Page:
Georgian International Media Centre
Archived Post from 2009 & 2011
The Georgian International Media Centre, a centre-right political party in opposition to the government led by Mikheil Saakashvili, offered news about human rights and freedom of expression in Georgia.
Content is from the site's 2009 - 2010 archived pages.
Although it appears the Georgian International Media Centre is no more. The Georgian International Media Centre joined Twitter in 2009 and the last posts were from 2011, likewise the last posts on Facebook were from 2011. The new owners of the domain have chosen to keep the voice of the Georgian International Media Centre visible on the web by posting a small number of archived articles that appeared on this site in 2009 and 2011.
News about human rights and freedom of expression in Georgia.
A Bit of History
Democratic Movement – United Georgia is a centre-right political party in Georgia chaired by Nino Burjanadze; it was founded on 24 November 2008.
On 27 October 2008, in the aftermath of the 2008 South Ossetia war between Russia and Georgia, Burjanadze announced the establishment of "a clear-cut opposition party" called Democratic Movement–United Georgia. Until 2012, the party was in opposition to the government led by Mikheil Saakashvili and his United National Movement. The party favoured closer ties with both Russia and the European Union while maintaining and expanding many of the government's economic and social reform initiatives. It also claimed to seek greater political freedom above and beyond what Saakashvili's administration claimed to provide. It vehemently opposed what it characterised as authoritarianism on the part of Saakashvili's government.
Georgian Opposition Decries Excessive Force By Police After Clash
May 07, 2009 | www.rferl.org/
Opposition leader Nino Burjanadze claimed to hold up a rubber bullet fired by the police at demonstrators.
(RFE/RL) -- Georgia's opposition has complained of the authorities using excessive force after a violent clash between opposition activists and riot police in Tbilisi, which has added an extra degree of tension to Georgia's fraught political situation.
Around 30 people, most of them protesters, were injured on May 6, when opposition supporters tried to force their way into one of the capital's main police buildings to retrieve some detained colleagues, who have since been released.
The disturbance in the center of the capital must be reckoned as an embarrassment for President Mikheil Saakashvili. It came the same day as hundreds of soldiers from NATO members were arriving in Georgia to participate in monthlong exercises that will display Western support for Saakashvili in his war of words with Russia.
Another embarrassment came just a day earlier, when some 500 Georgian soldiers at a tank unit based at Mukhrovani declared a mutiny, saying they would no longer take orders. That mutiny ended peacefully, but taken along with the Tbilisi clash increases an impression of a government under considerable pressure.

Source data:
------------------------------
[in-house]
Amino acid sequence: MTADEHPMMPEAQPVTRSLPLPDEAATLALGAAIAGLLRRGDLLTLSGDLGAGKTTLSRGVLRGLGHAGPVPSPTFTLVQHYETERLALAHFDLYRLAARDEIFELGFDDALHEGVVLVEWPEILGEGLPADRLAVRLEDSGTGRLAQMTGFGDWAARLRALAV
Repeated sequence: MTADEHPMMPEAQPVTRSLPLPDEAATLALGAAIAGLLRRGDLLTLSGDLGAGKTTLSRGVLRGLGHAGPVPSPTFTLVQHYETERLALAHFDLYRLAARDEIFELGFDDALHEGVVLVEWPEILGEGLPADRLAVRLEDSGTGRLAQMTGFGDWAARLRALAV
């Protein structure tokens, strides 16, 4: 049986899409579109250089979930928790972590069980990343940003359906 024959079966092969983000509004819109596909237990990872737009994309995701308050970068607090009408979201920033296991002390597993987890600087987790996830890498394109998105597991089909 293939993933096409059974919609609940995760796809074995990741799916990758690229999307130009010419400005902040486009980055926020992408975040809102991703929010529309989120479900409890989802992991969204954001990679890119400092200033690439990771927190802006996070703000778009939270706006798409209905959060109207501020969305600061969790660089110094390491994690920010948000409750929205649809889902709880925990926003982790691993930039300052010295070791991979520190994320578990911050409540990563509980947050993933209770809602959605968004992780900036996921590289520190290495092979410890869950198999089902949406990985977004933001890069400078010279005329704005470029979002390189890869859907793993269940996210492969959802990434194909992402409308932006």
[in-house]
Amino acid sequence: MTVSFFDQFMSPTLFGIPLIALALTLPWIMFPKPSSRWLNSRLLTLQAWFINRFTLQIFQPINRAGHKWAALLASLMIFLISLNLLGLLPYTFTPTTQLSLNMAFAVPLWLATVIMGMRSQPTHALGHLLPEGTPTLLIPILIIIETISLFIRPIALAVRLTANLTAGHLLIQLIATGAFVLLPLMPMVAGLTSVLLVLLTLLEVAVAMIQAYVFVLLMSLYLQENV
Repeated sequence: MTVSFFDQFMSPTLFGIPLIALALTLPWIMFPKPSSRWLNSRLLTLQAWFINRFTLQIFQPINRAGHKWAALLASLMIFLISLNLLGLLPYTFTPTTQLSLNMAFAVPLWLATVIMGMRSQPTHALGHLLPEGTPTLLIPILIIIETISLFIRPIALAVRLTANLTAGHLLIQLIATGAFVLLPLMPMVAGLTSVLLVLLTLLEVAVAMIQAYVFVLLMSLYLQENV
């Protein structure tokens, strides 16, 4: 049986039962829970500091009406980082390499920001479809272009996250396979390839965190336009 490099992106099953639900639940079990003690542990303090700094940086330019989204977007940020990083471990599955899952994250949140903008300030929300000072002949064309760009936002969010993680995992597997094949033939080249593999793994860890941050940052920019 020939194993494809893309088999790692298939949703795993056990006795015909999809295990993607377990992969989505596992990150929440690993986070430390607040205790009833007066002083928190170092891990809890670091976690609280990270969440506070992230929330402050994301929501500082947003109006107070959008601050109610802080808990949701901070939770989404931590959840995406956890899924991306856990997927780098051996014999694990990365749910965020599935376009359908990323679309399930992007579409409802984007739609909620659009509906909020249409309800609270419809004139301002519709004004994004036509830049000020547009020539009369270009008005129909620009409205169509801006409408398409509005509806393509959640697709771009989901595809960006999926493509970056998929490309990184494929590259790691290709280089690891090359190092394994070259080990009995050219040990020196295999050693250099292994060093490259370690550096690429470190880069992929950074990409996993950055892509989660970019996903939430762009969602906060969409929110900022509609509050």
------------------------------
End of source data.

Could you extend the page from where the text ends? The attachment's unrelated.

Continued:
The opposition had been waging a peaceful campaign demanding the resignation of Saakashvili, whom they blame for worsening the country's political and economic crisis.
But the May 6 protests turned violent, with the opposition claiming that the police used excessive force against the demonstrators, including firing rubber bullets and using truncheons.
Speaking to a rally in Tbilisi on May 7, opposition leader Nino Burjanadze said that demonstrators have "injuries in the area of eyes, forehead, and temple." She said that while the police denied using rubber bullets, she held one in her hand "for the whole world to see."
Deputy Interior Minister Eka Zguladze sought to counter Burjanadze's assertion by saying police had used a minimum of force to control the situation.
Speaking on Georgian television, Zguladze referred to reports that demonstrators had used sticks and stones against police, as they tried to climb a fence into the police compound.
"I want to stress that attacks on police, an attempt to hit police, is a very serious offense and it will not be allowed," Zguladze said.
"Will the police use force? Police will use proportional force, exactly as much force as will be necessary to stop a specific attack," she added. "This will be the minimum possible force, because we are all aware -- at least, [the government is] aware -- how important it is, and I do hope that rally participants understand it, too, though I started having doubts today."
Calls For Dialogue
On May 6, NATO renewed a call for the government and the opposition in Georgia to engage in dialogue, and to pass reforms ensuring freedom of assembly and the media, and for the government to avoid using violence against protesters.
Opposition leader Irakli Alasania, a former Georgian ambassador to the United Nations, took up the same theme in remarks to journalists early on May 7 on the sidelines of the opposition rally in Tbilisi.
"We do need to stop the violence. All political parties, all representatives of the political forces, and the government have to come together at this point and try to solve this problem through the dialogue, through the meeting that may take place in the nearest future," Alasania said in English.